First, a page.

Some types of nonvolatile storage or memory cell are Flash, EEPROM, and EPROM. The invention also applied to other types of memories such as phase-change memories, NRAM, FRAM, magnetic ferroelectric, and many others. The memory cells are generally arranged within the integrated circuit in an array of rows and columns. FIG. 1 shows an array of Flash memory cells 105. Details of the interconnections of the memory cells are not shown in the figure in order to simplify the diagram. There are many different types and configurations of memory cells. Memory cell 105 is a multibit cell that is described in more detail in U.S. Pat. No. 5,712,180, which is incorporated by reference. This memory cell has a select or select gate line 160, a right control gate or erase gate 111, and a left control gate or erase gate 113. The right control gate is a control electrode of a right floating gate transistor (TFGR) 115, and the left control gate line is a control electrode of a left floating gate transistor (TFGL) 117. The right and left control gates are connected to an erase gate line 159. The select gate line is connected to a gate of a select transistor (TSEL) 119. A decoder 166 is connected to the select gate lines. the select gate lines and corresponding select gates for a row may be enabled or disabled by row using the decoder.
 For each memory cell 105, there are two floating gate transistors or cells 115 and 117 to store binary data. Each of these floating gate transistors may store a single bit or multiple bits of data. When storing multiple bits of data, each floating gate cell may also be referred to as a multilevel or multibit cell, because the cell may be programmed to have more than two VT (threshold voltage) levels. For example, each floating gate transistor may store two bits per cell, four bits per cell, or an even greater number of bits per cell.
 Floating gate transistors are selectively configured by placing appropriate voltages on drain or source lines 123 and 125, control gate lines 113 and 111, and select lines 160. For example, drain or source line 123 may be selectively grounded by using a transistor 128.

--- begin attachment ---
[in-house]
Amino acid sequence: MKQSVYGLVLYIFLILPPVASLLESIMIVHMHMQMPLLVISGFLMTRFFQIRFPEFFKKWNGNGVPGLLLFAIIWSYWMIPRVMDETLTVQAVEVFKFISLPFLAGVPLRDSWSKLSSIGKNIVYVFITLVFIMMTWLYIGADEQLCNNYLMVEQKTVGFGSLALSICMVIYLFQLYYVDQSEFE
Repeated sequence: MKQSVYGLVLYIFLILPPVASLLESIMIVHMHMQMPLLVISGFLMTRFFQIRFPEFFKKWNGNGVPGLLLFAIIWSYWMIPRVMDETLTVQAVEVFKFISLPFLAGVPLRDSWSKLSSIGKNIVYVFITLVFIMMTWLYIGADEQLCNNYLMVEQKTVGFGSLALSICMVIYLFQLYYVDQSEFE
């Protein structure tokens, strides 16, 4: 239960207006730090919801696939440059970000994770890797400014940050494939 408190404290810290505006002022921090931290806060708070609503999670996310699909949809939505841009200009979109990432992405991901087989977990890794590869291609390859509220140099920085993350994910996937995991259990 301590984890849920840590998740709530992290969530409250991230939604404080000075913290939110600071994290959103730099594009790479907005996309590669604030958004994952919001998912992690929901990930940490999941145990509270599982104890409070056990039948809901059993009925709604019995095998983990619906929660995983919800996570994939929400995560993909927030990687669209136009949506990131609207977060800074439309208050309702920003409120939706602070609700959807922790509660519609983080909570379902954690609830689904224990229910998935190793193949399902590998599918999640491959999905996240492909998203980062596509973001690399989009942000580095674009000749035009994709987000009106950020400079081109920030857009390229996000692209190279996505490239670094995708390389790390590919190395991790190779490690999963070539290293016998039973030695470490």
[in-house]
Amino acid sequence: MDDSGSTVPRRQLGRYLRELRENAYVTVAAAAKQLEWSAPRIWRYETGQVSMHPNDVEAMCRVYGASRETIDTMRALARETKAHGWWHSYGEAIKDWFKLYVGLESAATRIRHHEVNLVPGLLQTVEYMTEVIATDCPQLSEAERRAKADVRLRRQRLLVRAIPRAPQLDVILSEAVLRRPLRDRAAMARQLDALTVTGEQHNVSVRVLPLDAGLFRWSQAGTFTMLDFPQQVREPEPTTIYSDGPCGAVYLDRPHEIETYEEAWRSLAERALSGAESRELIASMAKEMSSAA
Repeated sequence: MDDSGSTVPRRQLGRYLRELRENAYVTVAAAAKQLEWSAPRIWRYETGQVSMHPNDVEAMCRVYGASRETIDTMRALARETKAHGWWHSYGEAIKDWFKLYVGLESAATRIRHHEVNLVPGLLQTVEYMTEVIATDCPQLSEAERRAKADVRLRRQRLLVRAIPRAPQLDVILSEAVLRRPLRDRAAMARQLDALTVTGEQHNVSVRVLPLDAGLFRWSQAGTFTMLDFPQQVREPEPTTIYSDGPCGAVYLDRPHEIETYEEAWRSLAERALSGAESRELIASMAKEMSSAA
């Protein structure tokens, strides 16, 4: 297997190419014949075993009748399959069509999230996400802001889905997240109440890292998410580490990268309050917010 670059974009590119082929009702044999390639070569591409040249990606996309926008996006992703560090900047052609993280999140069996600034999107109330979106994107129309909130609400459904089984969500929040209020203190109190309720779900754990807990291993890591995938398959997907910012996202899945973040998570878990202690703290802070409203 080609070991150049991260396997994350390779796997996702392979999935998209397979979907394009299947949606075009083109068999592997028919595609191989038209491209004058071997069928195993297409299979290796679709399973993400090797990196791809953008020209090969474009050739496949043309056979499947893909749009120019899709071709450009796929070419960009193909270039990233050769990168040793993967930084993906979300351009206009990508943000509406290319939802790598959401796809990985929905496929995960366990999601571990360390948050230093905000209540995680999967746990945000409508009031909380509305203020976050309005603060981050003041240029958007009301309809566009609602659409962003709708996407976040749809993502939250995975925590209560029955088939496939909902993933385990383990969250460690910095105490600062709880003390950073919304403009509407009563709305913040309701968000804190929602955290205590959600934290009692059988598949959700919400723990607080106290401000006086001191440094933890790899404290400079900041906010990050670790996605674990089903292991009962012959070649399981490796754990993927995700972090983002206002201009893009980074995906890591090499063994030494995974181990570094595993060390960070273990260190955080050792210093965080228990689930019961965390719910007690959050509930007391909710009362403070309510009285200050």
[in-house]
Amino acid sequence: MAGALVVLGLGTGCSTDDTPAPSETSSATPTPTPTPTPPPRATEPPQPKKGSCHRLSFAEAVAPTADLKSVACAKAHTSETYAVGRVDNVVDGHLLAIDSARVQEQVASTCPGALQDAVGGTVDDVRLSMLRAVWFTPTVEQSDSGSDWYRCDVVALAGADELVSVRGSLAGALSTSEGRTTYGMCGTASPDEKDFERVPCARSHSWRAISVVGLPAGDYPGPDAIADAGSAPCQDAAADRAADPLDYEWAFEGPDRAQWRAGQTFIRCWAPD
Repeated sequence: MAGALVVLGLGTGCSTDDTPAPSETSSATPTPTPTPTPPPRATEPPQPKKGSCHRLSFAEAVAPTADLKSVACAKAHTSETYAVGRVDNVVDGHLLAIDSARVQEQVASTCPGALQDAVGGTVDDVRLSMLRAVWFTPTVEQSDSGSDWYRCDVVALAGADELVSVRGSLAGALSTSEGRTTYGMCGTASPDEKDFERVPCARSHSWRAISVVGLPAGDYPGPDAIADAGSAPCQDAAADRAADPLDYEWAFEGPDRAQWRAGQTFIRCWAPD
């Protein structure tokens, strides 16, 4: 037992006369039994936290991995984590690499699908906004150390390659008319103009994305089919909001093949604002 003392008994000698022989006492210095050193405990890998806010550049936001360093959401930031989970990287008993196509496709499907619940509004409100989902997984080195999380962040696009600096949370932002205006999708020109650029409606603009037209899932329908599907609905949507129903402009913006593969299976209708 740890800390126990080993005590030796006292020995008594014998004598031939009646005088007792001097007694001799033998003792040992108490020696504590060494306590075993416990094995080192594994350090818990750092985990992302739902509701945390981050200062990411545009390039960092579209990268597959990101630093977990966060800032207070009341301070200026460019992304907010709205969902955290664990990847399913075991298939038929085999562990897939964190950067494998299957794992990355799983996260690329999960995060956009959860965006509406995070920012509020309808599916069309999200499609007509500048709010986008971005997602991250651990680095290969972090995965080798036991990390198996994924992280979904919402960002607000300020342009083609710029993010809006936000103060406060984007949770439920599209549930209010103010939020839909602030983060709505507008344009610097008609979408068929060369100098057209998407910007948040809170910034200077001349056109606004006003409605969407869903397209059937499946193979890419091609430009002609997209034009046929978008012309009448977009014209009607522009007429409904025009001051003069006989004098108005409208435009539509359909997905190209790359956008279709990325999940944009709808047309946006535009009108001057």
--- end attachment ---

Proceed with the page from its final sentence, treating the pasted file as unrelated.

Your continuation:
The invention will be described with respect to the specific memory cell structure shown in FIG. 1, where there are two floating gate transistors per cell. However, the invention is also applicable to other memory cell structures. For example, the invention may be used for memory cells where there is a single floating gate transistor per cell. In another embodiment, there may be a single floating gate transistor and a single select transistor in each cell. The invention is applicable to memory cells organized in NOR or NAND arrangements. FIG. 4 shows an example of a NOR cell while FIG. 5 shows an example of a NAND cell.
 In an embodiment, the invention provides a technique of dynamically applying a voltage to a portion of the memory cells and allowing another operation on other memory cells. By applying a dynamic voltage to some memory cells, this allows a dynamic operation to occur on the selected memory cells. This dynamic operation may be, for example, a dynamic erase, dynamic program, or dynamic read.
 In particular, one operation on the memory cells is to place selected floating gate transistors into an erased state. This discussion focuses on dynamic erase, but it is understood that the invention applies analogously to any other dynamic operations including dynamic program and dynamic read. Erase refers to configuring each of the selected floating gate devices to have a VT (threshold voltage) of, for example, below 0 volts. When erased, the floating gate transistor does conduct current even when 1 volt is placed on its gate.
 One technique of erasing the selected memory cells involves connecting the erase gate line 159, which is connected to the erase gate of the memory cells, to an erase voltage. The erase voltage is typically a high voltage, which may be above 15 volts. The erase voltage may be from about 15 volts to about 22 volts. The erase voltage may be generated using an on-chip high voltage pump, also known as a charge pump. In other embodiments, the erase voltage may be supplied from an off-chip source to a pin of the integrated circuit.